How To Use Water Beads For Plants

For indoor houseplants, gel beads or water beads, can be used instead of soil. The harmless, multicolored gel beads absorb water and gradually release it to the plant’s roots.

Colored water beads can be used to fit your home décor or added in fishbowls with betta fish or goldfish. However, not all houseplants are suitable for use with gel beads. Instead, choose water-loving houseplants, such as tropical foliage plants that require indirect sunlight.

Gel beads are a fun product that may decorate, water indoor plants, and even for children’s hobbies and play. Water beads are often known as Orbeez, water pearls, water crystals, gel beads, and more.

In our guide, you can learn more about indoor gardening using water beads and how they can make your limited space garden stand out using gel beads.

Prepare Water Beads For Plants

By the end, you’ll know which plants and flowers can benefit from these gel beads and adding water rather than adding organic matter or soil. (Read Does Epsom Salt Kill Weeds)

Do Water Beads Help Potted Plants?

You’ve probably seen these crystal water beads; plants are often stuck in them at wedding receptions. What you may not realize is how handy they are for your houseplants. Here’s a bit more about these gel beads.

Water Gel Beads

Growing plants does not need potting soil to grow. Water, air, and a supply of nutrition for their roots are all they need.

These gel beads supply air and water to your plant while delivering a unique look.

These beads comprise a water-absorbing polymer gel that acts as an inert medium. Dried crystals are tiny at first, but when they absorb water, they swell to about the size of a marble. The gel beads can be used in place of potting mix, as they help keep house plants moist by releasing water as they need it rather than them being saturated.

Besides this, these beads can help if family members suffer from allergies, as since there is no soil, you can eliminate fungal or mold irritations and fungus gnats that invade potting soil.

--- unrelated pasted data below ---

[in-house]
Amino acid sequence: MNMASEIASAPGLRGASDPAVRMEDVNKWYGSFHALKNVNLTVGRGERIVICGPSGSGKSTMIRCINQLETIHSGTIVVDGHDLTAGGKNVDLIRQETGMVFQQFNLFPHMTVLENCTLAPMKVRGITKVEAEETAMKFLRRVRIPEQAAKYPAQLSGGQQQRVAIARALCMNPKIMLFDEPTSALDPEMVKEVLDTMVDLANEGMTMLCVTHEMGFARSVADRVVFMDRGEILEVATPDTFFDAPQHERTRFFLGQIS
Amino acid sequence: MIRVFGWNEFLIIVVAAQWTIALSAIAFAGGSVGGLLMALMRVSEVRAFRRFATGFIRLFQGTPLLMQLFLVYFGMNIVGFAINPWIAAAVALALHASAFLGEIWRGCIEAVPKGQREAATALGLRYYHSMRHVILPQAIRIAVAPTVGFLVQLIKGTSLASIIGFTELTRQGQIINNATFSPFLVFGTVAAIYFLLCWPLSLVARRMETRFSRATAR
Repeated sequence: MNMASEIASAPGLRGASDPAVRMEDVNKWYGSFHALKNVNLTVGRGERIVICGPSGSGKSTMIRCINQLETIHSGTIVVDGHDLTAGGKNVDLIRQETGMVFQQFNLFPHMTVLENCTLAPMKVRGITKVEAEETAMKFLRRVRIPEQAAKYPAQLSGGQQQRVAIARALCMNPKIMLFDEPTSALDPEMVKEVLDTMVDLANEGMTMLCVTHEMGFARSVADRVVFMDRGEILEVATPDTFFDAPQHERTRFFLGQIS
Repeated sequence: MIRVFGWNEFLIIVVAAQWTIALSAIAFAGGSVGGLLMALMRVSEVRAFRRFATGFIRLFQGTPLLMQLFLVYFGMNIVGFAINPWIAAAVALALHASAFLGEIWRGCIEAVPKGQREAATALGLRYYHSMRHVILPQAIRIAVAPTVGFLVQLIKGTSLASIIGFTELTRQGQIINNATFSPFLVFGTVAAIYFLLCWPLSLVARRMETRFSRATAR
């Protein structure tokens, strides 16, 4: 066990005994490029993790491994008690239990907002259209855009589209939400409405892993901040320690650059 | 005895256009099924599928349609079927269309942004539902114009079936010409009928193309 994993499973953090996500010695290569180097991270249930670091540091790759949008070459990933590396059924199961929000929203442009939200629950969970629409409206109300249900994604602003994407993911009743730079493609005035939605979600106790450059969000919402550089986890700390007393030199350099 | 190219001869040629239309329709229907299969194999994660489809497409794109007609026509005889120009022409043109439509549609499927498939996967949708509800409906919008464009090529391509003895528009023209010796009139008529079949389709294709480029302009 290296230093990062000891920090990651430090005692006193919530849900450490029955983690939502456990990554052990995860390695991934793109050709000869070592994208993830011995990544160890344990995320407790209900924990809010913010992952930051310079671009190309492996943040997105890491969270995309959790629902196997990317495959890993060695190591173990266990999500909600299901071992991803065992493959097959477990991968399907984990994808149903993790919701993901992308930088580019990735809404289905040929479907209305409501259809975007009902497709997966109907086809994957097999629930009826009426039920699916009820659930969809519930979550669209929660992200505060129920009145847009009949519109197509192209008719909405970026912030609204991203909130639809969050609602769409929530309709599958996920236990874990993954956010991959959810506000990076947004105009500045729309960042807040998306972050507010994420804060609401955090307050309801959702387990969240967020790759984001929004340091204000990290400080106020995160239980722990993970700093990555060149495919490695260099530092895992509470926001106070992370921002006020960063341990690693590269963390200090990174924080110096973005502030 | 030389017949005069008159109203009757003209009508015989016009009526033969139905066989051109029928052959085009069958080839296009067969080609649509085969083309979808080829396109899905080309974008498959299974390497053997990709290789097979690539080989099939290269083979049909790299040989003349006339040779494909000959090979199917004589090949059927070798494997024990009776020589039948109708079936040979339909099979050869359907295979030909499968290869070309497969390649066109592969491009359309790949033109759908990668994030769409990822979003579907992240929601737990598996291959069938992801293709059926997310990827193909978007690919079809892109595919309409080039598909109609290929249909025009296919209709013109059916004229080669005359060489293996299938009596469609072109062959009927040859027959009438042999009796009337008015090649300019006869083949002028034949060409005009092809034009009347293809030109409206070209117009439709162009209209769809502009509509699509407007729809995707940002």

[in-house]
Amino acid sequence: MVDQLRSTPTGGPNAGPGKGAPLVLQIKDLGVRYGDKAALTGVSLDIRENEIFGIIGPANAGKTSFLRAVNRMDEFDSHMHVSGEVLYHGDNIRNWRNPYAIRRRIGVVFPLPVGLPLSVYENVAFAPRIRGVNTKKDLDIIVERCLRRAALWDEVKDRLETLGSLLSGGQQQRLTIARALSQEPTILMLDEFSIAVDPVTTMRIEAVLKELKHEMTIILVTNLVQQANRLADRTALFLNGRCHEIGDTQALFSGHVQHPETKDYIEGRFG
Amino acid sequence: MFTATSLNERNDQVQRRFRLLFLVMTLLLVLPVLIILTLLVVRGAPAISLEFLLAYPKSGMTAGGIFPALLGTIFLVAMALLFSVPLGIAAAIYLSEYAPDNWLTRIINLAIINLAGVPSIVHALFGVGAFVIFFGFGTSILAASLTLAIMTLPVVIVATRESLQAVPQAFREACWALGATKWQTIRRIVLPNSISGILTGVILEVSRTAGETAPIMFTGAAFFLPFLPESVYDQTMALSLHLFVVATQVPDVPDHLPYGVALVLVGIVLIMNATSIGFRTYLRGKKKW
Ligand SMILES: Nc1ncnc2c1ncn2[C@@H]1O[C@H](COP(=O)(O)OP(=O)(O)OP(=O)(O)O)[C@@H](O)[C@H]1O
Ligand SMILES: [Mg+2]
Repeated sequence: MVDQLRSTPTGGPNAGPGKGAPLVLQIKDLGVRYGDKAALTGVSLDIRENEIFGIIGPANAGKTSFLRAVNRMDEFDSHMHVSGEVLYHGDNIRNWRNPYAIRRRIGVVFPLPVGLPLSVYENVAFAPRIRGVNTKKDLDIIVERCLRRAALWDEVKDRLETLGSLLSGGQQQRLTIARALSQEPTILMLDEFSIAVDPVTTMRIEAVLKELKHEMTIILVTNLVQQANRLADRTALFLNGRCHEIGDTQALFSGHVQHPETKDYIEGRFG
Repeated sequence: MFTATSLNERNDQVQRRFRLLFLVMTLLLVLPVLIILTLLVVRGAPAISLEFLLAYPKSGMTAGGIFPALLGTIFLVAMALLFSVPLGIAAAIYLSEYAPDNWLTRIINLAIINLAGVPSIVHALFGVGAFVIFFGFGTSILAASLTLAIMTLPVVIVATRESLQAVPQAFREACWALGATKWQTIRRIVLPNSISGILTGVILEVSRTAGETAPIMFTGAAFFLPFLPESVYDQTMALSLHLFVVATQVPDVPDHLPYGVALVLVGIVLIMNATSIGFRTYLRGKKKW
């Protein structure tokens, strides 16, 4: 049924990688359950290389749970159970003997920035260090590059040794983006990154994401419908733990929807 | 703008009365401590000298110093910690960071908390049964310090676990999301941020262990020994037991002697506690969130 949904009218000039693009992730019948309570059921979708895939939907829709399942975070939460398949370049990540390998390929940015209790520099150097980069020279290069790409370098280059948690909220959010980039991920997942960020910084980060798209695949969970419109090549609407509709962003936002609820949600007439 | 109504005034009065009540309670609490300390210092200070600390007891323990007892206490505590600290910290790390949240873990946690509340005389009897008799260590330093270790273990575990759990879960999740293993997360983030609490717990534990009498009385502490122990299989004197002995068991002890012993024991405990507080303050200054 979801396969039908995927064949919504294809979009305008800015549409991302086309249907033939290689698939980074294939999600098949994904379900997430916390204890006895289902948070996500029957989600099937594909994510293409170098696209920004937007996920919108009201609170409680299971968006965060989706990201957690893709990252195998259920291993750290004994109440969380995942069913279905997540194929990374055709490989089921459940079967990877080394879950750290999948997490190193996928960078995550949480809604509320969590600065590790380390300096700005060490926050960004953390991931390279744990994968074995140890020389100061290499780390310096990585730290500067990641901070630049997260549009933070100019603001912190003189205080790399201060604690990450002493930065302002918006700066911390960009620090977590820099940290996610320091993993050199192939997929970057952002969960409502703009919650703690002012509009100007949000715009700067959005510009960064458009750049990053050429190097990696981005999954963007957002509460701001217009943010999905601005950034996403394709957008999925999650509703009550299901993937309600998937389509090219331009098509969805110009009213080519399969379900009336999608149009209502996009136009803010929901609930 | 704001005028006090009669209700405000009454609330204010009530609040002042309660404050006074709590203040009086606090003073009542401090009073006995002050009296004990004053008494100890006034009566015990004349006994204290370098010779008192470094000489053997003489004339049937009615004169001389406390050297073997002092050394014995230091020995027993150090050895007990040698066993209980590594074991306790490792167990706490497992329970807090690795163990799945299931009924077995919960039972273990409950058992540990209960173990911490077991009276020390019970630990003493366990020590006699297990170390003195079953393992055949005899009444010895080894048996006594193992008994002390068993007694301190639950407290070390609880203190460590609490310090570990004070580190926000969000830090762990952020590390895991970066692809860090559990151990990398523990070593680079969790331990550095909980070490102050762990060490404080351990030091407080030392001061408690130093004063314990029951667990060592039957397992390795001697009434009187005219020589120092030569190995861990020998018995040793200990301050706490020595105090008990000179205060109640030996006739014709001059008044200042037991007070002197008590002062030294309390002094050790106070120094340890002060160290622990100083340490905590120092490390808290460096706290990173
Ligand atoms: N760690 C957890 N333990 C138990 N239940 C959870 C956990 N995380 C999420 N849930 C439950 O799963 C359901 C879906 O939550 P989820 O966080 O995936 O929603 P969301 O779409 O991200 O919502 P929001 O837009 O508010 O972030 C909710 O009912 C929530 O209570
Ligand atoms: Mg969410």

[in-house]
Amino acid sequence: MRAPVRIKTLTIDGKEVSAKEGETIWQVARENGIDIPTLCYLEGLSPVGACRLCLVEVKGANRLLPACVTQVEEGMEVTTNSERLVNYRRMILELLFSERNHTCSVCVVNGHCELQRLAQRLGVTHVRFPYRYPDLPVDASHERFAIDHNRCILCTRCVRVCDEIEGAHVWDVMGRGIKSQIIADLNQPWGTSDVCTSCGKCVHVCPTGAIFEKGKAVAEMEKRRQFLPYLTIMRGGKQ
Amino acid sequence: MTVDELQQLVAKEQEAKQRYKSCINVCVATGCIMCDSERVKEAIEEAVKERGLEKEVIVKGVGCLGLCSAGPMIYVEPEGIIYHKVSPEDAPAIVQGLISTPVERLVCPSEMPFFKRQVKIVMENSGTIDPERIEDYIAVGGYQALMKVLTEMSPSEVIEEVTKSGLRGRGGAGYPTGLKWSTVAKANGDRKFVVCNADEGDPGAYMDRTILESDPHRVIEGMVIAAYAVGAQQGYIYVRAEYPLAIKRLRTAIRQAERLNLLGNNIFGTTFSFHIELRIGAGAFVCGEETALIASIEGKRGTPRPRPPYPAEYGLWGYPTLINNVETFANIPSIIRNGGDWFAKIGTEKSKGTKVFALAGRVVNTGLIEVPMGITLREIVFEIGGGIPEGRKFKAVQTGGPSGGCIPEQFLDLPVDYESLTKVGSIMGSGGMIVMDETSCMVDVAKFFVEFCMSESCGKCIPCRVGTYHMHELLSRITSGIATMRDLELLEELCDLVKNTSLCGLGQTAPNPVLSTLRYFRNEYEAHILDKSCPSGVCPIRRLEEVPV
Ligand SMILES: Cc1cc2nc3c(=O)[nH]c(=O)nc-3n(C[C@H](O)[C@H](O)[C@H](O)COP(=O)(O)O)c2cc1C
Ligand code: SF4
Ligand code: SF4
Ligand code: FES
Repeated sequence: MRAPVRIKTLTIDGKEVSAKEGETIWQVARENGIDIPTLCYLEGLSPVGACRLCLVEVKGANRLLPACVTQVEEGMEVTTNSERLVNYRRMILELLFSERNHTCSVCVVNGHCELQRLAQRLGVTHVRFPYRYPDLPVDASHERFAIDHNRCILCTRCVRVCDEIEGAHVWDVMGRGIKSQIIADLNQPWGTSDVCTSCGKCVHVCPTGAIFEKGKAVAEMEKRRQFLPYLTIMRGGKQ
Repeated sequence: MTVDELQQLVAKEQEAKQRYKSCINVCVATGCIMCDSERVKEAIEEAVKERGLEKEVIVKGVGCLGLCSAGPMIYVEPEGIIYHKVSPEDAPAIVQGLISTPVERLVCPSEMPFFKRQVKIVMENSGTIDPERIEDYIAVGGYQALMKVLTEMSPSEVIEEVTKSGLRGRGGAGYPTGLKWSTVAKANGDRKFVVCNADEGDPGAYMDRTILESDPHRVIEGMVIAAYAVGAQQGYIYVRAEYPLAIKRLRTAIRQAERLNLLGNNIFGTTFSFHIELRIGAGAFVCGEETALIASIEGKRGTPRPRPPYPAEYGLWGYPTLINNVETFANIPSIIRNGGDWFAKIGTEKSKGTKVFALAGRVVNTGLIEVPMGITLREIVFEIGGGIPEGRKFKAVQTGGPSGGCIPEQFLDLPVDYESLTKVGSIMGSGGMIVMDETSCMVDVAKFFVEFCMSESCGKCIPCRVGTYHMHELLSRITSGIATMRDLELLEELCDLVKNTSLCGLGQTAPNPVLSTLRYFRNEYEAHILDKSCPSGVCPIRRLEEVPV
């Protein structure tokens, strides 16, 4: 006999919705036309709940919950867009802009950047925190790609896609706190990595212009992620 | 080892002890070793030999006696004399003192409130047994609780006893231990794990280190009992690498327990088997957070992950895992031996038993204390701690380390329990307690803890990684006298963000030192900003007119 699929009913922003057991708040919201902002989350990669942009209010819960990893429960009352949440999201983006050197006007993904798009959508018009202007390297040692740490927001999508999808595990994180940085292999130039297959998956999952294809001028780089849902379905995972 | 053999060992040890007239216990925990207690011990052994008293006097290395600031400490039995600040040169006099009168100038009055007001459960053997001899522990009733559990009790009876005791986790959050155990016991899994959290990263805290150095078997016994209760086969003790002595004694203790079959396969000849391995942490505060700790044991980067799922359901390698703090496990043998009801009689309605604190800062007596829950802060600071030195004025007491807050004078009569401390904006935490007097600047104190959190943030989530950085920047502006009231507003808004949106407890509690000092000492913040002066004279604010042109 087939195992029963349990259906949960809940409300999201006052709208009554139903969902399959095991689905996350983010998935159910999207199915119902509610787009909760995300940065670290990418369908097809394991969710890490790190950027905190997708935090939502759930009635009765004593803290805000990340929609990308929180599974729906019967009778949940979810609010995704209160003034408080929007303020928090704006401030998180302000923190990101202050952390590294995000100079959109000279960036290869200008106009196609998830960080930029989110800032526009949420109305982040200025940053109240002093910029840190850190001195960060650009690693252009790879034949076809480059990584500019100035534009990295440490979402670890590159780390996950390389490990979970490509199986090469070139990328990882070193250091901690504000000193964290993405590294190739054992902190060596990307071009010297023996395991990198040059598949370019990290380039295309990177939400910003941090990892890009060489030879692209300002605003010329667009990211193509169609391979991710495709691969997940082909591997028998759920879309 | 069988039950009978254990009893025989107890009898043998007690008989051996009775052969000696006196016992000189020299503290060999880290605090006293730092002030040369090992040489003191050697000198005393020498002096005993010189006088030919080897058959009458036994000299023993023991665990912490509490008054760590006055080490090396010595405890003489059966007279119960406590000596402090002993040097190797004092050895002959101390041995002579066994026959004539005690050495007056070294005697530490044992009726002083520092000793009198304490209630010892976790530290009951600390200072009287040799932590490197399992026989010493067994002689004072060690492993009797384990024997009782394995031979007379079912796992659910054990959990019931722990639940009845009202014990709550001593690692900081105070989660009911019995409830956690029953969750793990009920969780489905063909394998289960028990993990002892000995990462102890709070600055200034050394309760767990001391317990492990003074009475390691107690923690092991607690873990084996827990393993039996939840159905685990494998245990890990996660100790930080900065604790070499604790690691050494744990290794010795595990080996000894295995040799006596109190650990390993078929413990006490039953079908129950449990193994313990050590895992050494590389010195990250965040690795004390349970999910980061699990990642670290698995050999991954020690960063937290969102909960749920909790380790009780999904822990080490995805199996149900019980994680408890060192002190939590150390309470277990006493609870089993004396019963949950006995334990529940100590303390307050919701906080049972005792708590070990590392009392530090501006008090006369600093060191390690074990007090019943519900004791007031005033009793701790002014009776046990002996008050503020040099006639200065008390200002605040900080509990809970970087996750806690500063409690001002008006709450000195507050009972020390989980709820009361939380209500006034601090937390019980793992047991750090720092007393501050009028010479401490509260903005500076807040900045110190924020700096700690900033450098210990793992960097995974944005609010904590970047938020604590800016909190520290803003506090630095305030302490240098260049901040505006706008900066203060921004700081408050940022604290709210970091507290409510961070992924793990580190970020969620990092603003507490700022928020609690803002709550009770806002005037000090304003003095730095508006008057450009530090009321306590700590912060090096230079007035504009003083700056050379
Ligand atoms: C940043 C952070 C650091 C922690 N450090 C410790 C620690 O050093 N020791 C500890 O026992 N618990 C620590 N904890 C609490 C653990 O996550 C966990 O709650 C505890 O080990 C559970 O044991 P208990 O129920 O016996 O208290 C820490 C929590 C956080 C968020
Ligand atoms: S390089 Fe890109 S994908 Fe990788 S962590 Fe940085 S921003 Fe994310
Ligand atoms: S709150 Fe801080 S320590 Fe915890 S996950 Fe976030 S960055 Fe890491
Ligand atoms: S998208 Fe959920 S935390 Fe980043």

As the beads steadily release water as plants require it, you’ll need less frequent watering. Using such a simple form of hydroculture, you prevent your plants from being under-watered or standing in excess water.

In addition, your water-soaked beads allow air between them; thus, you can stop root rot by quickly getting rid of any excess standing water.

For nutrition, water-soluble fertilizer or liquid organic food will deliver nutrients through the water so your plants can put energy into producing foliage than growing roots to search for nutrition. (Learn How To Neutralize Muriatic Acid)

How to Use Water Beads

  1. Feel free to fill a large bowl halfway with water and add two cups of dried gel crystals.
  2. As needed, add more water to allow them to absorb as much water as possible.
  3. This will take a few hours before they’re ready to use.
  4. Once they swell to their largest size, drain any excess water.
  5. Place the water-soaked beads on the bottom of the container, position the plant roots over it, and then cover the roots with more beads, just like you would in your potting mix.

You don’t have to fill a vase to the brim with beads; instead, try to keep the plant’s top above the soil line, as it was before.

Water beads should not be placed under a grow lamp or in direct sunlight since the heat will damage them.

House Plants that prefer indirect light are a good choice, such as an Arrowhead plant, a Chinese evergreen, and the famous Lucky Bamboo.

Here is how to use water beads for potted plants.

Growing plants with water beads

Adding Water to the Beads

The very first thing you must do is hydrate the beads.

Gel beads are tiny granules in a variety of colors. They can expand up to 50 times their original size when you add water in the expansion process. A half teaspoon of dry granules will absorb about one cup of water in most cases.

  1. Fill a big bowl or bucket halfway with dry grains. After that, pour in your water.
  2. Plants require a source of nutrients, which is often nutrient-rich soil. Luckily, you can easily add fertilizer to the water beads. But, first, add a little water-soluble fertilizer according to instructions on the pack.
  3. If you don’t have any liquid fertilizer, you can place some granular fertilizer in water until it dissolves over a few hours.
  4. Let the beads soak for several hours or overnight for thoroughly soaking the beads until they are full size.

Note that different brands offer the ability to soak up different amounts of water. You can also find brands that retain water for weeks up to several months.

Get Ready to Transplant

  1. After the beads have been filled, you can start preparing your plant. Later on, we’ll discuss suitable plant selections. For the time being, we’ll concentrate on how to prepare those plants for the water beads.
  2. The objective is to move a little plant to a fresh growth medium. Trying to cultivate plants from seeds is not a good idea. It’s probably doable, but transplanting an established crop is much easier.